Saturday, April 20, 2013


The other night I got to go to the opening of a Broadway play by an old friend. Lyle Kessler's ORPHANS first opened in L.A. in 1983, when Lyle and his wife, the actress Margaret Ladd, lived down the street from the house me and my second wife moved into that year in Santa Monica. Lyle and I became instant friends. He was and is the calmest and most reasonable friend I think I ever had. And I became a great admirer of his work, especially ORPHANS when I saw it then in its original run.

After all these years, after being on stages around the world, and having a movie made of it, ORPHANS has finally come to Broadway. Man was it worth the wait. If you are anywhere near the city and there are tickets available, this is a totally entertaining show that engages you through every beat. And the acting is so delicious.

Alec Baldwin, another old friend I first met not long after I met Lyle, is as great as always and gets to use a lot of his enormous range, from comic to cool to poignant to enlightening. Ben Foster, who I've been a fan of for years after seeing him give great performances in movies, is a treat to watch live on stage in a role that demands an incredible range as well.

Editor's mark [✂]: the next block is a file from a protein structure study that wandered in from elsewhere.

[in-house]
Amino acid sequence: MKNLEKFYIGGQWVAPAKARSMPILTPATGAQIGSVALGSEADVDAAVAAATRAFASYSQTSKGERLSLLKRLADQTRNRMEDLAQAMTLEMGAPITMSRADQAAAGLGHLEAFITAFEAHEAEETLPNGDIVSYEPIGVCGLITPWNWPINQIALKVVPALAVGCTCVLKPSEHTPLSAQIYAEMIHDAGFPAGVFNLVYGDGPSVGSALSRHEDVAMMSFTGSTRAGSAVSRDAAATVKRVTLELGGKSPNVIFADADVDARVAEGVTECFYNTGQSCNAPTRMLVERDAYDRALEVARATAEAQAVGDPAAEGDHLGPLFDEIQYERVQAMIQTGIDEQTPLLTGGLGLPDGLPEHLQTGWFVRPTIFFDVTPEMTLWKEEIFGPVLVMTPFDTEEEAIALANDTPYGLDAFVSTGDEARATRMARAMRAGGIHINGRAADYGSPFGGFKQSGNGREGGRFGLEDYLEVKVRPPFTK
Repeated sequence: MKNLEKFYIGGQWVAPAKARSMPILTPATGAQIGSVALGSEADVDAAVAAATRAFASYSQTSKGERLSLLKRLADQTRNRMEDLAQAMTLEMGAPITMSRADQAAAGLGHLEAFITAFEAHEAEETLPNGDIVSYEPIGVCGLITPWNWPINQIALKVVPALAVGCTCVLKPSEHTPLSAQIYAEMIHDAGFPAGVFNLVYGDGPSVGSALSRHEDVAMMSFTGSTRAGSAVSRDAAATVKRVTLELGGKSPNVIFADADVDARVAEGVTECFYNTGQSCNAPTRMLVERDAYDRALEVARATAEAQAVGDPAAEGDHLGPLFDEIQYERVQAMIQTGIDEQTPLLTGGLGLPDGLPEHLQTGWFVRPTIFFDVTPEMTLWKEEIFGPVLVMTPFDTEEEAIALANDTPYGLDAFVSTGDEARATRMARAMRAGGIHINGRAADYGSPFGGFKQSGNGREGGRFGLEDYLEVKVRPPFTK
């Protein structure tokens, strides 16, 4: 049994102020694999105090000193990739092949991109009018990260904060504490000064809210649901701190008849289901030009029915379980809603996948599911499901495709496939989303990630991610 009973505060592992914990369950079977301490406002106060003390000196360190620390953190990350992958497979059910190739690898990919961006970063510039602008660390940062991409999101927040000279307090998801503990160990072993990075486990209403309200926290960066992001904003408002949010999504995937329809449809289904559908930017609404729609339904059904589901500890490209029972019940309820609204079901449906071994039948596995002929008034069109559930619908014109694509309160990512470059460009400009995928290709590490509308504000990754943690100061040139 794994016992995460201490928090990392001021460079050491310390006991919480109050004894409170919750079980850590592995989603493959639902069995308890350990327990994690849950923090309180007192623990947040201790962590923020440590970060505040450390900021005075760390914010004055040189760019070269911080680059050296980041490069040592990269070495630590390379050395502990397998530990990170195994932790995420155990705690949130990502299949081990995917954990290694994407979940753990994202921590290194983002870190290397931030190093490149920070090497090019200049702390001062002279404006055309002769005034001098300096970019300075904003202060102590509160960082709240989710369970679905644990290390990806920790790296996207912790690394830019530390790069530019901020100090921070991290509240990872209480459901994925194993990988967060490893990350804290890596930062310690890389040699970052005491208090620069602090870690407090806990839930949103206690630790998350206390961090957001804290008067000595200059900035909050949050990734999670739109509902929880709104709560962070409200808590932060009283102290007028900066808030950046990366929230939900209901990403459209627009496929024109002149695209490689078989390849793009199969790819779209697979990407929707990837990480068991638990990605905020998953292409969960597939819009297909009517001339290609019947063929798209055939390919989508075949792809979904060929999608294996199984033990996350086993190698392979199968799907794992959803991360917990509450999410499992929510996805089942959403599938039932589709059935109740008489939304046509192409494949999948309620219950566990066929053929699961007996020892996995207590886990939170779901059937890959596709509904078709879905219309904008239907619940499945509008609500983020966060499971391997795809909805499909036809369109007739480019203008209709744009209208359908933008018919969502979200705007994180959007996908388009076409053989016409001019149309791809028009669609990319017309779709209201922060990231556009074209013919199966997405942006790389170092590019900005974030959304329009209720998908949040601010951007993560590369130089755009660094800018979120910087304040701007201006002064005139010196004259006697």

The actor I was least familiar with, who is the third member of the cast and is on stage most in the play, Tom Storridge, was the big surprise. He gave a seamless performance that kept me riveted, reminding me of a young Daniel Day-Lewis, like some original mix of that great actor's performances in MY LEFT FOOT and LAST OF THE MOHICANS.

The director, Daniel Sullivan has so many Tony and other nominations he's in the Theater Hall of Fame. It must have been a challenge to deal with the loss of the original actor in the role Ben Foster had to fill without a lot of rehearsal time, let alone the tabloid attention over that, but the power of Kessler's writing and the richness of the characters makes it difficult to mess up.

The play evokes the spirit of early William Saroyan or aspects of Frank Capra's work but is really too unique to even describe without creating misconceptions. I was afraid it might be too unique for Broadway critics, but I suspected it would delight an audience and it sure did. The response was visceral from the moment the curtain rose. The audience gave itself up to the performances and dialogue and story and was richly rewarded, and expressed their gratitude with every burst of laughter or mesmerized and focused silent attention.

Just thinking about it makes me want to go see it again.

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